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Barrymore announced on Sept. 10 that “The True Barrymore Show” would resume production amid a strike by writers and actors that led to protests and pickets from the Writers Guild of America outside her New York studio last week.
Writers have been on strike for more than four months, campaigning for better pay and protection in the streaming era. The Screen Actors Guild launched its own strike in July over similar issues, including better residual pay from streaming services. The “True Barrymore Show” has hired three WGA writers, all of whom went on strike outside the show’s tapings last week.
Barrymore wrote on Instagram on Sunday, “I hope the entire industry finds a solution soon. Barrymore’s representatives did not immediately respond to a request for comment.
CBS first declared In early September, Barrymore’s show will return for a new season beginning September 18. A CBS Media spokeswoman said Sunday the company stands by Barrymore.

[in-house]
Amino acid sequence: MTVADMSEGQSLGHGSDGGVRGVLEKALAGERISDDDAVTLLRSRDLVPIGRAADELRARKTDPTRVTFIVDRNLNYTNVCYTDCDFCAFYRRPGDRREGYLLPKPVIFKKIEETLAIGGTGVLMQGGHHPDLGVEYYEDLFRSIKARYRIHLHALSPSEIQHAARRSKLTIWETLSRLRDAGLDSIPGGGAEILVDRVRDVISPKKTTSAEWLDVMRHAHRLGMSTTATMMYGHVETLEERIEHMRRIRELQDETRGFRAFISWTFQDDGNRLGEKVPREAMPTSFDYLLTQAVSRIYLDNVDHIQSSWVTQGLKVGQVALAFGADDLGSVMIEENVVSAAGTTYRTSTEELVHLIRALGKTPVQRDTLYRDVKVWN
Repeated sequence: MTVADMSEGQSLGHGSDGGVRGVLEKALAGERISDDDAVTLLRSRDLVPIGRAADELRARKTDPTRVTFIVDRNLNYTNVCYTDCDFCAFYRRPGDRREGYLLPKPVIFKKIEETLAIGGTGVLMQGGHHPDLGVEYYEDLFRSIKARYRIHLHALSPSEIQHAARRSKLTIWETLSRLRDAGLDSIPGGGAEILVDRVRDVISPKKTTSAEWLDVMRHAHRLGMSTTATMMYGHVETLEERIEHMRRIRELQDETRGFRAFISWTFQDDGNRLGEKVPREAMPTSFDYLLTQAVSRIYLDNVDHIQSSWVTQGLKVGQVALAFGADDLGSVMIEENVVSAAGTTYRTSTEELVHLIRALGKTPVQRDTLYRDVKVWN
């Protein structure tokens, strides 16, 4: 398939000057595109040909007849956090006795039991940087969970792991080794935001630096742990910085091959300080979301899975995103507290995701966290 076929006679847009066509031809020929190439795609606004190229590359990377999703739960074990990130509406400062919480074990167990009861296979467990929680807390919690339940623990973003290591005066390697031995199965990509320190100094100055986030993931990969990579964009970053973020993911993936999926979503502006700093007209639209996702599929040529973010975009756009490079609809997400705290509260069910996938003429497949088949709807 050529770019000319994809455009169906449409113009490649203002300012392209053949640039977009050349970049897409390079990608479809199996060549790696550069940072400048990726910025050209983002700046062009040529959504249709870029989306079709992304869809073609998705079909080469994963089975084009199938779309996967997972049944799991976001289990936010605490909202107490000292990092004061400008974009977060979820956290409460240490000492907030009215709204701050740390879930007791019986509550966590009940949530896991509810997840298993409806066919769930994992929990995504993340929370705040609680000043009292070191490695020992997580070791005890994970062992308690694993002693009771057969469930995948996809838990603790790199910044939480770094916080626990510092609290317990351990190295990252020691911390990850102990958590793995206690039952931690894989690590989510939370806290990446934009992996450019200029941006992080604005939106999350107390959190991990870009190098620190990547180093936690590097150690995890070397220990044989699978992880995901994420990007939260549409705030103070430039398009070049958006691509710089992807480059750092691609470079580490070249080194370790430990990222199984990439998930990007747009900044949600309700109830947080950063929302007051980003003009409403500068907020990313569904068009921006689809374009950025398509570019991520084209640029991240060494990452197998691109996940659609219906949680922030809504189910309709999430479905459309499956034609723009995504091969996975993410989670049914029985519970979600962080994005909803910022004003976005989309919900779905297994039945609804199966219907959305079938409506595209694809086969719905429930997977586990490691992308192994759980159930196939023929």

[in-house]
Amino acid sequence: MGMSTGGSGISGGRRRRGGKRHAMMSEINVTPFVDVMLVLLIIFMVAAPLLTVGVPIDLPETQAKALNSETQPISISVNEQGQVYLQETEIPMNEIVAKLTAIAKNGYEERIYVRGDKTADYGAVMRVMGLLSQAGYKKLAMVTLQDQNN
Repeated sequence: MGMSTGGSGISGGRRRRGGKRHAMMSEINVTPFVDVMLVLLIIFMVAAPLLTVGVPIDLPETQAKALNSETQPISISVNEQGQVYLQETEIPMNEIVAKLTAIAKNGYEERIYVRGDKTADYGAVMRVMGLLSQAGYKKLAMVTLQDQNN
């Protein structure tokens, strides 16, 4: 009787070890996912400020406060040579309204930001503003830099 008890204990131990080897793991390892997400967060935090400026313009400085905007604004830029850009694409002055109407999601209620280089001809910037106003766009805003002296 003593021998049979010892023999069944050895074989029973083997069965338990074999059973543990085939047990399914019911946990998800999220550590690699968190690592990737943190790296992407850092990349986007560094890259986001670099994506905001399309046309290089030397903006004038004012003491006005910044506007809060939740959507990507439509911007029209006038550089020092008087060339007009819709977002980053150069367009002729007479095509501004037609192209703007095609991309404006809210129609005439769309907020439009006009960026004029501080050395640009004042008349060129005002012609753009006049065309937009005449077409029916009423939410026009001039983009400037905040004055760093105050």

“We support Drew’s decision to suspend attendance on the show and understand how complicated and difficult this process has been for him,” the spokesperson said.
As the taping took place on Monday and Tuesday, attendees found themselves greeted by WGA protesters and picketers who chanted “CBS! You are a mess!” and “We expect more from Drew Barry-more!” Some viewers were given WGA support pins. According to Many reportsTwo Barrymore fans wearing WGA pins were asked to leave the taping for safety reasons.
“The picket has and will continue to shut down shows in production during the Guild strike. Any writing on ‘The True Barrymore Show’ is a violation of WGA rules,” one post said. WGA East’s Instagram account said last week.
His decision to resume production prompted the National Book Awards to rescind an invitation to Barrymore to host the next ceremony. Writers on social media criticized Barrymore for going ahead with the taping. In May, Barrymore refused to present the MTV Movie and TV Awards in support of the strike.
Several daytime talk shows remain in production despite the strike, including “The View.” Similarly, “Jeopardy!” It announced in August that it would return for its 40th season with recycled questions.
Last week, “The Jennifer Hudson Show” and “The Talk” declared They would return during the strike shortly after Barrymore made his decision. It’s not clear if those shows will also pause production.